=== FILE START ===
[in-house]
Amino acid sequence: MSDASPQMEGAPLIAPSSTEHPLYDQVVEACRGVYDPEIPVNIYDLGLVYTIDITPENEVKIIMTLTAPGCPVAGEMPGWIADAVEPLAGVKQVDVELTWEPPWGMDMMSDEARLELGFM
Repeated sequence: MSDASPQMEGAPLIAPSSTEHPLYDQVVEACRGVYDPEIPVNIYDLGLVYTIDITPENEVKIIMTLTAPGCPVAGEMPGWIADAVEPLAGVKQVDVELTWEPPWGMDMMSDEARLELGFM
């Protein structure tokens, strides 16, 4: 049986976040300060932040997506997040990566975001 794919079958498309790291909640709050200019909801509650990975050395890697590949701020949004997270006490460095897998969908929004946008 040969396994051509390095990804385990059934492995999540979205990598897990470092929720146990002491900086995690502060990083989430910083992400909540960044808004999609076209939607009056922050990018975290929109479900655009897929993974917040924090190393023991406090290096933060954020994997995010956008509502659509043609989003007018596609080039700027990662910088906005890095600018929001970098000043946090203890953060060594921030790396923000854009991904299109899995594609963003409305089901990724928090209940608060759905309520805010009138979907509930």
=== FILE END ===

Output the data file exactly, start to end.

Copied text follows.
[in-house]
Amino acid sequence: MSDASPQMEGAPLIAPSSTEHPLYDQVVEACRGVYDPEIPVNIYDLGLVYTIDITPENEVKIIMTLTAPGCPVAGEMPGWIADAVEPLAGVKQVDVELTWEPPWGMDMMSDEARLELGFM
Repeated sequence: MSDASPQMEGAPLIAPSSTEHPLYDQVVEACRGVYDPEIPVNIYDLGLVYTIDITPENEVKIIMTLTAPGCPVAGEMPGWIADAVEPLAGVKQVDVELTWEPPWGMDMMSDEARLELGFM
């Protein structure tokens, strides 16, 4: 049986976040300060932040997506997040990566975001 794919079958498309790291909640709050200019909801509650990975050395890697590949701020949004997270006490460095897998969908929004946008 040969396994051509390095990804385990059934492995999540979205990598897990470092929720146990002491900086995690502060990083989430910083992400909540960044808004999609076209939607009056922050990018975290929109479900655009897929993974917040924090190393023991406090290096933060954020994997995010956008509502659509043609989003007018596609080039700027990662910088906005890095600018929001970098000043946090203890953060060594921030790396923000854009991904299109899995594609963003409305089901990724928090209940608060759905309520805010009138979907509930």